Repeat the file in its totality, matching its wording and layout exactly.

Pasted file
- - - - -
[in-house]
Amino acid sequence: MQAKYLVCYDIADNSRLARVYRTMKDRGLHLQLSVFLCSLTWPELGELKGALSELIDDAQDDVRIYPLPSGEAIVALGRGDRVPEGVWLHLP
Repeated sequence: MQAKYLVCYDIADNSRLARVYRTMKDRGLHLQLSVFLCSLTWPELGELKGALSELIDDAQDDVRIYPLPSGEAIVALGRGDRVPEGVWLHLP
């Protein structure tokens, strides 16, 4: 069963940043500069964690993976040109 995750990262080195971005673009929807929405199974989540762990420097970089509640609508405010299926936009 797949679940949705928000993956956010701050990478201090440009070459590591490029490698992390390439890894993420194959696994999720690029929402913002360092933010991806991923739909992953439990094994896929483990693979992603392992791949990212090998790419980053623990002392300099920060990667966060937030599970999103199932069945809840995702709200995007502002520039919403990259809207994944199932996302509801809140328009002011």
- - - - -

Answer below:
[in-house]
Amino acid sequence: MQAKYLVCYDIADNSRLARVYRTMKDRGLHLQLSVFLCSLTWPELGELKGALSELIDDAQDDVRIYPLPSGEAIVALGRGDRVPEGVWLHLP
Repeated sequence: MQAKYLVCYDIADNSRLARVYRTMKDRGLHLQLSVFLCSLTWPELGELKGALSELIDDAQDDVRIYPLPSGEAIVALGRGDRVPEGVWLHLP
């Protein structure tokens, strides 16, 4: 069963940043500069964690993976040109 995750990262080195971005673009929807929405199974989540762990420097970089509640609508405010299926936009 797949679940949705928000993956956010701050990478201090440009070459590591490029490698992390390439890894993420194959696994999720690029929402913002360092933010991806991923739909992953439990094994896929483990693979992603392992791949990212090998790419980053623990002392300099920060990667966060937030599970999103199932069945809840995702709200995007502002520039919403990259809207994944199932996302509801809140328009002011």